The Catholic activist Peter Maurin, a co-founder with Dorothy Day of the Catholic Worker Movement, gives us some insight into Schmitt’s thinking at this time.  “Carl Schmitt the artist does not want his ten children to be super salesmen, he wants them to be cultured peasants,” Maurin wrote in his characteristically proverbial prose in the early 1930s.  “Carl Schmitt the artist is far from thinking that all America needs is a good five-cent cigar, as Vice President Marshall was in the habit of saying.  Carl Schmitt the artist thinks that America needs to be revitalized with healthy peasant blood from those parts of Europe where the rugged individualism of bourgeois commercialism has not yet penetrated.”

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Église Sainte-Pierre, Chartres, pastel on paper, dated August 9, 1926.
One of a group of 16 pastels done by Schmitt during his stay in Chartres 1926-27, and shown at the prestigious Macbeth Gallery in New York in March, 1927.

In June, Schmitt decided to act on his convictions.  On the invitation of his longtime patron Zell Hart Deming, he traveled to Europe to explore where he might settle with his family.  He visited Dalmatia and Paris but decided on Chartres, France, bringing his wife and family over in September.  His brother Robert handled his affairs at home, sending his latest painting, “A Gift of Fruit,” to the Carnegie International exhibition in October.  As before, the critics were impressed, one foreseeing “a future in which he will be regarded as the logical heir of the great Americans such as Homer and Eakins.”  And once again he was singled out as an artist “who commands admiration from his colleagues but is yet undiscovered by art patrons at large.”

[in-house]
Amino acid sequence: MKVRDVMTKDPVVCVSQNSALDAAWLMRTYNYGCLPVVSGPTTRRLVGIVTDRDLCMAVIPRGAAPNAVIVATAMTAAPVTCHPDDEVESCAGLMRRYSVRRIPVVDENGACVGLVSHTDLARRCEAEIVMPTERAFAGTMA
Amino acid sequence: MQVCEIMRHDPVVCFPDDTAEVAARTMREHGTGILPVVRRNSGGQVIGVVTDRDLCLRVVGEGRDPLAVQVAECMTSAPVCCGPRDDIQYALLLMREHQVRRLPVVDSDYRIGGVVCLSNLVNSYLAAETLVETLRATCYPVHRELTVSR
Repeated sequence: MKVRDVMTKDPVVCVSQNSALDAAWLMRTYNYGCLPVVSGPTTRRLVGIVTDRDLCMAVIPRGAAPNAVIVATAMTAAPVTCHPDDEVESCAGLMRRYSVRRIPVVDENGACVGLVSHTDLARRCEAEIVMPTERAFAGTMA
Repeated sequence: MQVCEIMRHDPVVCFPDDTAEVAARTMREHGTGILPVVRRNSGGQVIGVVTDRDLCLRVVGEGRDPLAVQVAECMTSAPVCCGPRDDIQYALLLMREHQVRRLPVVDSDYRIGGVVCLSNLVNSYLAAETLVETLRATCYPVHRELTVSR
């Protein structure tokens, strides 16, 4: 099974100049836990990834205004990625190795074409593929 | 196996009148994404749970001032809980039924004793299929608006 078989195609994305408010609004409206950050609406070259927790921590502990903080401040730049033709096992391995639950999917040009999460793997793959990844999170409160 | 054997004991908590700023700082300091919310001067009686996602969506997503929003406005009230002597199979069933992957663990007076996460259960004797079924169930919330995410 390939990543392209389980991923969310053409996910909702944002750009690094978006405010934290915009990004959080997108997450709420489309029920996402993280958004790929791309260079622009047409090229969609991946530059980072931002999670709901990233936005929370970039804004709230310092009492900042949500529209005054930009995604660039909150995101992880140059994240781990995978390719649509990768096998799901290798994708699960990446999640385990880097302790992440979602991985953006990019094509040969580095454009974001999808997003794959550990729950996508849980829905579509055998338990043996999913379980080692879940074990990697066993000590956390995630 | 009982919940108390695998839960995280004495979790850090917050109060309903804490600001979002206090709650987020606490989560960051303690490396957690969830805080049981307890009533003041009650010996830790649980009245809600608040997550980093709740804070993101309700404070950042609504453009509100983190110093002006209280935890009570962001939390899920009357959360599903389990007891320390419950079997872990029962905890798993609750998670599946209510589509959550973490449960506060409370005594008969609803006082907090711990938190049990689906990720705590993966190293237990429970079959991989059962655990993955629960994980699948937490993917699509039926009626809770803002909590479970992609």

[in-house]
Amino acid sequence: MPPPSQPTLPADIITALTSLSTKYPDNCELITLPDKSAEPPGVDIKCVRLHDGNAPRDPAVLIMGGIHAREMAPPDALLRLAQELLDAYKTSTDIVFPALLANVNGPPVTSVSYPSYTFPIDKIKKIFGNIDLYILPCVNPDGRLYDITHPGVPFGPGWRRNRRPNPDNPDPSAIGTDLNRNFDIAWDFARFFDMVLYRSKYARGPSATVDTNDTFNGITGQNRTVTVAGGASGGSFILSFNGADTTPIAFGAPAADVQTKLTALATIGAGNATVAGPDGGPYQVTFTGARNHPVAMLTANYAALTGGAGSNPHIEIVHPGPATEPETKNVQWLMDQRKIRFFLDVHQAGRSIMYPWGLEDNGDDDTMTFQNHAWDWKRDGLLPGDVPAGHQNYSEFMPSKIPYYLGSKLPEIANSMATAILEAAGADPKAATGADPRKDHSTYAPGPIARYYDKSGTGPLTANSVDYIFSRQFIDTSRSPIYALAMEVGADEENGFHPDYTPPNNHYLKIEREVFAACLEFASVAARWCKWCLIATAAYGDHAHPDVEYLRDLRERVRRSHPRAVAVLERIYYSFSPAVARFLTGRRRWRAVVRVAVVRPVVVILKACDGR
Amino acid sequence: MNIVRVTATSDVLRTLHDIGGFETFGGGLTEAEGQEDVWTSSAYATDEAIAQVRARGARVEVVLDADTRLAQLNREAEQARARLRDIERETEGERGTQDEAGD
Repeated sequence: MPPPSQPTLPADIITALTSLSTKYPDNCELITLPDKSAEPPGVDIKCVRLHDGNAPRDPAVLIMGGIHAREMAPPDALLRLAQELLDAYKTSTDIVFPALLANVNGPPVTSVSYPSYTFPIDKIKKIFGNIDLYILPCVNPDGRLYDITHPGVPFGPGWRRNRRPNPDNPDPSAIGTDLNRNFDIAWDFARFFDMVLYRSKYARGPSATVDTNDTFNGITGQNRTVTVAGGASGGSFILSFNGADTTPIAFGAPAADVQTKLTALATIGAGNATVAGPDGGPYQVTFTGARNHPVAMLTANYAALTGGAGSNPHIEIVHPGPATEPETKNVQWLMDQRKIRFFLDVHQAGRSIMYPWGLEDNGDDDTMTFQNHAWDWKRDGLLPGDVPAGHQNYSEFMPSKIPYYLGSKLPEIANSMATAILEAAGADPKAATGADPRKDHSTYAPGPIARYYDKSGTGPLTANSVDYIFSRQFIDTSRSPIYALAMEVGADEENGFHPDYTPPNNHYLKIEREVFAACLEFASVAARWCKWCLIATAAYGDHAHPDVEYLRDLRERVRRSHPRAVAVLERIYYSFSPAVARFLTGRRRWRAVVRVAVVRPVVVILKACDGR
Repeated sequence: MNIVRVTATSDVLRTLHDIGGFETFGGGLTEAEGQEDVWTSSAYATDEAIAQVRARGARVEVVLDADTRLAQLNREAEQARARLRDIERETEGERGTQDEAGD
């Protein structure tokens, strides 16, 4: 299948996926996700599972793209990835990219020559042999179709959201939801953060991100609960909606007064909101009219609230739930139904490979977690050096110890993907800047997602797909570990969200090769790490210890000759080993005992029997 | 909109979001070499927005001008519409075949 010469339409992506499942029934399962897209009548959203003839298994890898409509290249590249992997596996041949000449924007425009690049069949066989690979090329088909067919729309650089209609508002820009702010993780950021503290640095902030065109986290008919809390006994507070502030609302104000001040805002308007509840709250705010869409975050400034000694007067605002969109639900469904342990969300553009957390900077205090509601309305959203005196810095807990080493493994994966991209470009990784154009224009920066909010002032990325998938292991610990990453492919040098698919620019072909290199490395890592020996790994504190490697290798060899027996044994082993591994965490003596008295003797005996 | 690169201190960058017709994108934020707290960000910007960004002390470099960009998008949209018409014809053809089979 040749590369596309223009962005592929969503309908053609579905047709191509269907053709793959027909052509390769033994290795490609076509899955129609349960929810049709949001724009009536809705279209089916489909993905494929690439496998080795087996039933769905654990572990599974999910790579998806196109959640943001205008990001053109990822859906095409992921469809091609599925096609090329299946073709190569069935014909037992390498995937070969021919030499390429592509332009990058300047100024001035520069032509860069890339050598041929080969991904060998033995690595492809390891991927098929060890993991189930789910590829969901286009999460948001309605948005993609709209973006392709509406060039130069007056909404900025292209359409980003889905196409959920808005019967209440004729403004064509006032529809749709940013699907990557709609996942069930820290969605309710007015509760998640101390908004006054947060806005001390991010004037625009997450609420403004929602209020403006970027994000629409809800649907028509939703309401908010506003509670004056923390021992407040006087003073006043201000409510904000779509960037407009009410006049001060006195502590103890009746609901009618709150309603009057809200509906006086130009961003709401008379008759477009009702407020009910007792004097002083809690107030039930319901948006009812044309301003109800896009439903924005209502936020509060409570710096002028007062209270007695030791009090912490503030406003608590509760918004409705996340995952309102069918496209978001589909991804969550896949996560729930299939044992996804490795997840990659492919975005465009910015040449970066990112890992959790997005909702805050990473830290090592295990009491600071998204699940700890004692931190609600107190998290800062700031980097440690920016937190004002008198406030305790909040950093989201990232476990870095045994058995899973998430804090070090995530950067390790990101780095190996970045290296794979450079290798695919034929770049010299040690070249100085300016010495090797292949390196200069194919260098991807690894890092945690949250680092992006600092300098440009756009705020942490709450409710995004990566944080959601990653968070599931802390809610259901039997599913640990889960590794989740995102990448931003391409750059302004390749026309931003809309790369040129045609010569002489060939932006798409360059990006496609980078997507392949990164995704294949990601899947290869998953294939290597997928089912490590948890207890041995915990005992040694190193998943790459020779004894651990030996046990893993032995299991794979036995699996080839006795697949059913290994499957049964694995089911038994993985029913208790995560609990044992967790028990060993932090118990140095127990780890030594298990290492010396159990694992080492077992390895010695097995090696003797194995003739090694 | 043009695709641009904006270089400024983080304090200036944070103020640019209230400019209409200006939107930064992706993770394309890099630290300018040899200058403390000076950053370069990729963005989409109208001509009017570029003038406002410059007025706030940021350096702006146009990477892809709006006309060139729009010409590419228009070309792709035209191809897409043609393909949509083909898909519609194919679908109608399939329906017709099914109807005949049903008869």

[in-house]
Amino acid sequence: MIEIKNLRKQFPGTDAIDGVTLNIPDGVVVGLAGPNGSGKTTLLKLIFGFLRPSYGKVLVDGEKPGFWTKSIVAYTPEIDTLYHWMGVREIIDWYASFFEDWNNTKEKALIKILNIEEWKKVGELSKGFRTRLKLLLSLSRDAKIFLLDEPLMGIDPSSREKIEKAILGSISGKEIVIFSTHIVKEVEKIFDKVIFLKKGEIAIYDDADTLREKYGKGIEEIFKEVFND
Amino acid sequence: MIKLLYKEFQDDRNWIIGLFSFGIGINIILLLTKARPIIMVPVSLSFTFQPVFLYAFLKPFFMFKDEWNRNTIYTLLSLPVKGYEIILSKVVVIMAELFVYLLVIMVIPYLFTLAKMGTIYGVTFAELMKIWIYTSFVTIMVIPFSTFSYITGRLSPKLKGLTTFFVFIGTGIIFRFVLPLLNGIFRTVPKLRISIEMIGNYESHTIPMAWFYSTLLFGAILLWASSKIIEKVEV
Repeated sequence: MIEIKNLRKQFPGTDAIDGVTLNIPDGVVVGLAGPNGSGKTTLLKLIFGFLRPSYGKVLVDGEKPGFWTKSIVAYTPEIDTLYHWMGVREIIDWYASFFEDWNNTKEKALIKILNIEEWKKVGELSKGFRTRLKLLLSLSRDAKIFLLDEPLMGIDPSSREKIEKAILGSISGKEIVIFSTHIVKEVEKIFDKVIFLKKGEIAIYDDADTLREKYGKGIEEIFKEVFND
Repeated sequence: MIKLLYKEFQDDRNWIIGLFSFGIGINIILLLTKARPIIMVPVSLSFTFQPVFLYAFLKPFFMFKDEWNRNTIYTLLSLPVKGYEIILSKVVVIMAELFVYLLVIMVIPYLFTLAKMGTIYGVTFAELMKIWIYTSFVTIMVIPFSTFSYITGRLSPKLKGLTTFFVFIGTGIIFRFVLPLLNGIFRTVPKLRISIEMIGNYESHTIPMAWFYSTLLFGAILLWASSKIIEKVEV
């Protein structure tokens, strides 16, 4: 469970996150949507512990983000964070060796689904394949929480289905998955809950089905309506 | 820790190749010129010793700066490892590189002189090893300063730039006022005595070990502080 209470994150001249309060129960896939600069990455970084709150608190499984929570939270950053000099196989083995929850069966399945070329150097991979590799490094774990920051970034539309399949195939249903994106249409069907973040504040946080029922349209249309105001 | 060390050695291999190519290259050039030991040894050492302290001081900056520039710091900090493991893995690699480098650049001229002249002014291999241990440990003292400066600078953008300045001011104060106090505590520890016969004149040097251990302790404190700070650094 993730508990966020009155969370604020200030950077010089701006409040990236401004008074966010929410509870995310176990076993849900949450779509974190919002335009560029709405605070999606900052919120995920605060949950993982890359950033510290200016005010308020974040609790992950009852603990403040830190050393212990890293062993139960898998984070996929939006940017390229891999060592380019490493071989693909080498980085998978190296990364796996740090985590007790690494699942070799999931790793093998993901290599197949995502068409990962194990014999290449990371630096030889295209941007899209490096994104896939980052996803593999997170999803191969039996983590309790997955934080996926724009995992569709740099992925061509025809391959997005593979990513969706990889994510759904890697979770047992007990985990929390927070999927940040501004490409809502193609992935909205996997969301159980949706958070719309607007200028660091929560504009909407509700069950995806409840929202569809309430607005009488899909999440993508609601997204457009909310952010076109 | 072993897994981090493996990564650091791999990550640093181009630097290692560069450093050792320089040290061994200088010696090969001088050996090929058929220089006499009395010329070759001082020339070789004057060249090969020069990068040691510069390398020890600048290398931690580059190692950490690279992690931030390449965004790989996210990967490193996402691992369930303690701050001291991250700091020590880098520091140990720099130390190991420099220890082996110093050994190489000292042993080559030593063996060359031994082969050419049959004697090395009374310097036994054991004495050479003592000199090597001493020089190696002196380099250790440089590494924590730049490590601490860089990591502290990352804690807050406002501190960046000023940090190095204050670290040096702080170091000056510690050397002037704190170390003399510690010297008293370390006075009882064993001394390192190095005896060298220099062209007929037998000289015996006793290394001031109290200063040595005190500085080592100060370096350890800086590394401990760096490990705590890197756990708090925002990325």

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A Gift of Fruit, oil on canvas, 1926.

Although the family’s foray to Europe was short-lived (he returned to Silvermine with his family in the spring of 1927), its effects would be long-lasting.  According to Schmitt’s son Jacob, “From this experience he seemed to have developed a firmer grasp of the significance of the grace of place, remarking that Northern Europe seemed to bring ‘domestication and affection’ to the fine arts.”  Indeed, one can see a certain domestication Schmitt’s own practice of painting, the art he called “characteristically domestic.”  And more and more his unsold paintings hung “above where children played or where a family sat at a meal,” as his friend Padraic Colum put it.  “In these surroundings they had seemed natural and right—they had enshrined the reality that was around.”

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Three Children with Toys, oil on canvas, c. 1926, 30 x 36 in.
Another domestic scene drawn from the same spot as the pencil sketch of Gertrude above.

More on the Schmitt family’s stay in Chartres can be found in the Winter 2012 issue of the CSF News.